sequence of completely unembellished chords, separated by dead silence.
Whatever beauty lies in these prosaic exercises is owed to the
musicianship of the string players, who have done their best to make it
“Napoleon Plans Waterloo” (32) opens with a haunting muted string
statement of one of the themes presented in the choral music. It unfolds
into a very dynamic track that is at times moving and at others edgy and
rhythmic. The sombre underscore in “The Fields of War” (33) seems dull by
comparison, even though it’s a completely successful cue. It isn’t until
“Waterloo” (34) — the final battle cue — that some energy is regained.
Interestingly enough, the battle cue doesn’t seem to be as compelling as
the preparation cue in this instance, which is unfortunate since it’s the
climatic final battle at stake. Luckily, the heavy choir-supported
mourning of “The Defeat at Waterloo” (35) redeems with its heart-wrenching
sadness. NAPOLEON: TOTAL WAR ends with “The End” (34), a respectful and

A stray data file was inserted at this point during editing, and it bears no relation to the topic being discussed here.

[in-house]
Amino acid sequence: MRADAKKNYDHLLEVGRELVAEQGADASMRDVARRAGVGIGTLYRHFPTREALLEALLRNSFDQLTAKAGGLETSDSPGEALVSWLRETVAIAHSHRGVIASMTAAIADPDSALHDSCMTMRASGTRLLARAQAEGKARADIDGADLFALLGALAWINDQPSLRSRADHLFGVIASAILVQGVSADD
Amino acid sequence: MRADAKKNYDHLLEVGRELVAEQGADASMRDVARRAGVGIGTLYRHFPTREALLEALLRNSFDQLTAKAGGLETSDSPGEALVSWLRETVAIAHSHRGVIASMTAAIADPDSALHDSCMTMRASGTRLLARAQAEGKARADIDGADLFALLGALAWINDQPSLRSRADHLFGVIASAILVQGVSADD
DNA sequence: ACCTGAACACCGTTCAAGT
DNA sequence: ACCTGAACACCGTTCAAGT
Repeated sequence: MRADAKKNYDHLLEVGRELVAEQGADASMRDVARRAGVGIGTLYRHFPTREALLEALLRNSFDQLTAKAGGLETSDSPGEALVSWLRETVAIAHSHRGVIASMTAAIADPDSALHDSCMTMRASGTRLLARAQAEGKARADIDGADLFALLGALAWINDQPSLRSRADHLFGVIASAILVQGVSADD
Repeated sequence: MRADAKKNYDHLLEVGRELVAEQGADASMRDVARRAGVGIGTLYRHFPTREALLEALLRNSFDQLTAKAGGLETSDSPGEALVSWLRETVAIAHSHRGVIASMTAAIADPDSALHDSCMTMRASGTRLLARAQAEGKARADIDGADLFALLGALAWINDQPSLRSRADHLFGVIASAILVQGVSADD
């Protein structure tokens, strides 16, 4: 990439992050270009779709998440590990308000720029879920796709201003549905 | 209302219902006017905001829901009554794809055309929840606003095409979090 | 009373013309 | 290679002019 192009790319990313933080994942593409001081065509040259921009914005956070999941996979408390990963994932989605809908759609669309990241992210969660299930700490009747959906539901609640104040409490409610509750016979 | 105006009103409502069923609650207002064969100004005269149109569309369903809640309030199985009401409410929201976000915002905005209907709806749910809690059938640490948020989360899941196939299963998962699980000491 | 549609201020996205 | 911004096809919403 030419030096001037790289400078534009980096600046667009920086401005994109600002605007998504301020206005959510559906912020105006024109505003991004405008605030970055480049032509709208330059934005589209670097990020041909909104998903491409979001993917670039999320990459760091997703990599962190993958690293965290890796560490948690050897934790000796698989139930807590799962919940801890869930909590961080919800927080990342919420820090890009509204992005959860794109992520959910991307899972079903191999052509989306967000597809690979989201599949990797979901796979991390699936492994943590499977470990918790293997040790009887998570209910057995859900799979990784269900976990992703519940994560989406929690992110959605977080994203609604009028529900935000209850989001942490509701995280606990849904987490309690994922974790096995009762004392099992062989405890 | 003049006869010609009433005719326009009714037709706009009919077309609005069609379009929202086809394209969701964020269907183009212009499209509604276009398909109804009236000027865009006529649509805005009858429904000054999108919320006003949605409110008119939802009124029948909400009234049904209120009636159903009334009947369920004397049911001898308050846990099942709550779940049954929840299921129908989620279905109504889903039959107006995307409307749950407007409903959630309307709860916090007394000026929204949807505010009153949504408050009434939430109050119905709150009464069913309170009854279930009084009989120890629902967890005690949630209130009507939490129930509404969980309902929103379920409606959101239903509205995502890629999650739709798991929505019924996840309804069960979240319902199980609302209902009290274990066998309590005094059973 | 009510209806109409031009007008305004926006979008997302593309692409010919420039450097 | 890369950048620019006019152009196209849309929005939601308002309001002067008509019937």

utterly gorgeous rendition of the main theme, coloured by some of the
subthemes that cropped up over the course of the album. From the plaintive
oboe to the choir’s beautiful accompaniment, this cue is stunning from
beginning to end. The climax is superb and serves as a perfect closing
Despite some qualms about short track lengths and mediocre classical
pastiches, RICHARD BEDDOW, RICHARD BIRDSALL, IAN LIVINGSTONE, and SIMON RAVN are all
extremely accomplished composers, and the fusion of their talents is
brought to life vividly by the Slovak National Symphony Orchestra and
Choir — a sizeable and proficient ensemble. NAPOLEON: TOTAL WAR is perhaps
the strongest score in the series, and unquestioningly deserves the Ivor
Novello for Best Video Game Score that it recently won. Soaring melodies,
sensitive underscoring, and a solid live performance come together to
produce one of the best game scores we’ve heard yet this year.